As I wrote last year, SILENT LIGHT’s beginning is a genesis, an act of creation, which would seem to require an apocalypse for an end. The end of SILENT LIGHT is that of course, in the dumbly-literal way that the end of every movie is an apocalypse. But also in the sense that the world is fiated by letting there be light, it ends via its final absence. And I’m also reminded of how the word “apocalypse” has one meaning in current languages (“the end,” more or less) and another meaning in the Greek of the New Testament (“revelation,” or more literally “unveiling”). And “unveiling” is exactly how Reygadas uses light, camera moves and even story itself — the plot points are more noted en passant than made a “point” of, per se. His use of light to unveil includes a cleansing post-sin shower rhymes with the garage scene I mentioned above — moving into and out of a closed space hidden by the darkness. Note also the qualities of the light in the one extended sex scene in the film, how it changes during the scene and how a window is framed. After Marianne has told Johan (talk about archetypal names) that this sex was “goodbye” and their affair must end because “peace is stronger than love,” i.e., her guilty conscience, Johan takes a post-coital look at the the white wall, a motif that later, as I note above, resonates with death, both the death of the affair and death from the reverberations of the affair.
The resurrection of Esther is also paralleled with the very rising of the sun itself in the opening shot (something I didn’t even get until second viewing). Reygadas takes seven minutes on that opening shot because awakenings, whether of the universe or of the dead, are gradual. Esther doesn’t awake suddenly, but starts to twitch her face, twitch her eyes, move her lips and swallow before she actually opens her eyes. On the soundtrack, while this is going on and exactly as nature sounds blended into the opening, they blend in here — the sound of insects now rhyming with the morning cicadas during the movie world’s genesis. And then breathing on the soundtrack, followed by Esther’s first words, “poor Johan,” situating her in the family context as the first cut in the film showed nature as shaped by man. Further, the resurrection here is brought about by an act of love, as are both the creation of the world by God and the creation of a film by a director (a labor of love, as they say.) After Esther has been brought back, Johan’s father goes to the family clock and starts the pendulum, not only restoring the status quo antebellum but also implying that the period of the stopped clock was when we could most see God’s hand at work, i.e., outside time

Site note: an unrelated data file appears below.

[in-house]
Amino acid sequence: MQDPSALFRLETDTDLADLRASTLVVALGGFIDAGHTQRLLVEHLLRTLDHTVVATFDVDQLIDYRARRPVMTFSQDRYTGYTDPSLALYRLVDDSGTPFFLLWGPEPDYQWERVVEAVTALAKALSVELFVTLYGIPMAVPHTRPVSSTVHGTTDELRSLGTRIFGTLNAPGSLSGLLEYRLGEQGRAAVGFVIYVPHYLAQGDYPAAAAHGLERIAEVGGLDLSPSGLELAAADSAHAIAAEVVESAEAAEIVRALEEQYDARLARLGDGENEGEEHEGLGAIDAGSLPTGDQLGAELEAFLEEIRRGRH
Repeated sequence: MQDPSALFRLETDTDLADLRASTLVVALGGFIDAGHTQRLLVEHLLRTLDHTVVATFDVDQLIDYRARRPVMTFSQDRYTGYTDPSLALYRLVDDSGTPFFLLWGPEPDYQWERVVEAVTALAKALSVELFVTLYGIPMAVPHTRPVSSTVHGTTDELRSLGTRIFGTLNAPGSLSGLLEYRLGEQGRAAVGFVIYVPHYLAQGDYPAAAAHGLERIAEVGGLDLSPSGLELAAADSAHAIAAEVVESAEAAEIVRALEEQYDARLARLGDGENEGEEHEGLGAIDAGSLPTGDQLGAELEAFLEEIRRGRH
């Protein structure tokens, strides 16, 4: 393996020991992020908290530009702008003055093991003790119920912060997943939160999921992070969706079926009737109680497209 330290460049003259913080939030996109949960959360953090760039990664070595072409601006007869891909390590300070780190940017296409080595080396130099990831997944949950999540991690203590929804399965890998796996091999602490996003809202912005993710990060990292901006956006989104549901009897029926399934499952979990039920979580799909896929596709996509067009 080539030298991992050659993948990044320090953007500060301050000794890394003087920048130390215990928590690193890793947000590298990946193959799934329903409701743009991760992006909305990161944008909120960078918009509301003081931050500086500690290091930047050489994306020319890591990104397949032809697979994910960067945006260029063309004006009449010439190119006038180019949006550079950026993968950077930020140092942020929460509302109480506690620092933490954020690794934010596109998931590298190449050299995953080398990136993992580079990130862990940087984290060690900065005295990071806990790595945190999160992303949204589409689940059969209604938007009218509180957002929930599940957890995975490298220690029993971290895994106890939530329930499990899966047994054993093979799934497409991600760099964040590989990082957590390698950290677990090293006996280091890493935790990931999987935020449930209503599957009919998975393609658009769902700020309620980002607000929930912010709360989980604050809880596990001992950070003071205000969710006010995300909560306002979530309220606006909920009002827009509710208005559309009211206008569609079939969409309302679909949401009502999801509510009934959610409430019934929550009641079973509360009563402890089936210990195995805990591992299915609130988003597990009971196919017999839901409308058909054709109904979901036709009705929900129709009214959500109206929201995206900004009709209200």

Even apart from all this, SILENT LIGHT also is at its simplest and most obvious, a sympathetic “look” at this religious Mennonite community, a corner of the world that we don’t see in the movies. Reygadas and the utter authenticity of his actors tells us so much about their community and makes them seem enviable without seeming to. When Johan goes to visit his father he’s cheating on Esther, he tells his father upon being warned of the Evil One to “speak to me as a father, not as a preacher,” and dad gives the obvious answer “I am both.” There is no separation of morals and family here, in a healthy patriarchy. For another example, the sex roles are quite defined, with women sitting on one side of the funeral “service” and men on the other. One detail I found fascinating when the family went out for an outing in a natural pool was that with all the children, the opposite-sex parent washed the hair, while the same-sex parent washed the body. No doubt the feminists in the audience would get conniptions at Reygadas using archetypal tropes like The Other Woman being associated with nature (we first see her on a hilltop, her bare legs trudging through the grass) But as I noted re USPHIZIN (another portrayal of a traditionalist enclave in the contemporary world) and as can even be seen in the Bible itself, the women in traditional patriarchal societies are not patsies and are even the religiously privileged ones. On the former point, Esther is shown operating a combine harvester (the cult of domesticity and “women’s spheres” was the result of urban leisure in early modernity). But more importantly, a woman Marianne is the means for the closing miracle; it’s her kiss which brings Rachel back to life, and it also happens to be the first time we see the two women together (“thank you, Marianne” are the first words she says to the “whore’). And like with Mary Magdelene, the Apostle to the Apostles being the first to see the Risen Lord, the only people SILENT LIGHT actually shows in the same room as Esther are other women — Marianne (who leaves the home right after), and two of the daughters (who hardly have any real sense of what they’ve seen) who are invited to “say hello to mummy” after the men have been shown invited into the room to “say goodbye to mummy.” The younger child announces to the gathered Mennonites that “mummy has awakened,” but is not believed, though she insists that “dad, mum wants to see you” before the camera steps outside and the film ends without our ever seeing the two together.
¹ Well, he could slaughter his whole family, I suppose. But that isn’t really on the radar of this sort of movie, or of most normal people.